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Monday, January 28, 2013

Bruce's Lecture

"Because I was anally penetrated, my bad dreams can trigger me to experience excruciating pain in my rectum. It feels as if some is inserting a sharp poker. I break out in a cold sweat. One time I even fainted when I was trying to relieve myself to get rid of the pain. I did not know how I had gotten to the floor of the bathroom," she says, trailing off as if the memory is too painful to bear. "It was very scary until I understood what was happening. I didn't know when some event, person, or place would trigger my body to respond like this. I would just hit me. It was like when I did not have control when my father would orally or anally rape me."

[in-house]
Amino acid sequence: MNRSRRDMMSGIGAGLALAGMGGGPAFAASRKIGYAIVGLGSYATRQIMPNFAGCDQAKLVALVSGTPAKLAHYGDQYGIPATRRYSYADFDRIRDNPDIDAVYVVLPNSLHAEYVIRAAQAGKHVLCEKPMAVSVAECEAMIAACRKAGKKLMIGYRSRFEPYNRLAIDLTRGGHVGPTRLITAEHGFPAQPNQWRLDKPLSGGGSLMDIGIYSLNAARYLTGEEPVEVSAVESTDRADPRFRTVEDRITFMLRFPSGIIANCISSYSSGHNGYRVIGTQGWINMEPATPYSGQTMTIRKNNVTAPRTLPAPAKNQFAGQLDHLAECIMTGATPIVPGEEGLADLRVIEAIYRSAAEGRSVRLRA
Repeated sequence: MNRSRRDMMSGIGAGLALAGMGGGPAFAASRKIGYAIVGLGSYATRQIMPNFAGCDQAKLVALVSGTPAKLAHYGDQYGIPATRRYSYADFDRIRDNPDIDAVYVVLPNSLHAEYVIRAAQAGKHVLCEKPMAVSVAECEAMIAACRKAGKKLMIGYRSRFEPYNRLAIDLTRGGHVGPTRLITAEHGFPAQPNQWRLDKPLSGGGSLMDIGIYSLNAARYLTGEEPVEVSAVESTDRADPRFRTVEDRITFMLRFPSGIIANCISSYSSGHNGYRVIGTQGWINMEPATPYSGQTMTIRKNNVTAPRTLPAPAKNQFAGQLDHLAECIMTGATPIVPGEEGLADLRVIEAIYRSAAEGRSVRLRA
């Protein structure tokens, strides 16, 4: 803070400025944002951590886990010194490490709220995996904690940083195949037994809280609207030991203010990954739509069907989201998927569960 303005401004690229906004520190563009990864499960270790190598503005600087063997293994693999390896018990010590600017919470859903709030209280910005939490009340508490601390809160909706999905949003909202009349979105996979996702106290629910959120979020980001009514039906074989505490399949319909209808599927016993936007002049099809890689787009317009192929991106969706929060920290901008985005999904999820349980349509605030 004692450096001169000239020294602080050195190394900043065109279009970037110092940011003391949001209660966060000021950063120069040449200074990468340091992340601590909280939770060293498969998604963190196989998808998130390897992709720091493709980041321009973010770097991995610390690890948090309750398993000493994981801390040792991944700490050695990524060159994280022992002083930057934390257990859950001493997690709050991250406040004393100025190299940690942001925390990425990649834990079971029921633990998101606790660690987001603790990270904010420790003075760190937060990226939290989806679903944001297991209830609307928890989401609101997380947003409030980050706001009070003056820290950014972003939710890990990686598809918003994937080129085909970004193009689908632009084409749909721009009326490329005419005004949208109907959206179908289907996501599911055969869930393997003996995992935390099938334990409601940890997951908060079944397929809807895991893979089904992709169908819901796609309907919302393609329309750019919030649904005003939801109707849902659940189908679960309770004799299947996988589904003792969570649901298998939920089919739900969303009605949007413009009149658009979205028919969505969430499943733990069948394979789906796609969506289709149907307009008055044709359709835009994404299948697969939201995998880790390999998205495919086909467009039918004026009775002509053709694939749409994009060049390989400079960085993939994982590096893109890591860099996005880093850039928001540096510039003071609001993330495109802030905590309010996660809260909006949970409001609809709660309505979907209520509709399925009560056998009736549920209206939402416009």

Jenny is not alone in her somatic responses. Like many sexual abuse survivors, he experiences body triggers. I like to explain the healing process to clients by noting that trauma frozen in a person's body. The manner in which the body received the violations is imitated with the response is triggered. The tomato seeds or a dentist's drill recalls her gagging when she was orally raped. The traumatized body does not distinguish between her father's penis, the tomato seeds, and the dentist's instruments. Jenny's body knows only that something foreign is being forced into it, and its survival response is to gag it out. It is as if that part of the body "thawed" for a while and, once it was released, it froze back up., preserving the energy for another potential attack.

I explain to Mary and Jenny that the goal of treatment is to expel and dissipate the energy so it can no longer "thaw" under the instigation of a body memory and spread its traumatic poison. Through our work, we want to figuratively "melt" away the frozen body memory. 

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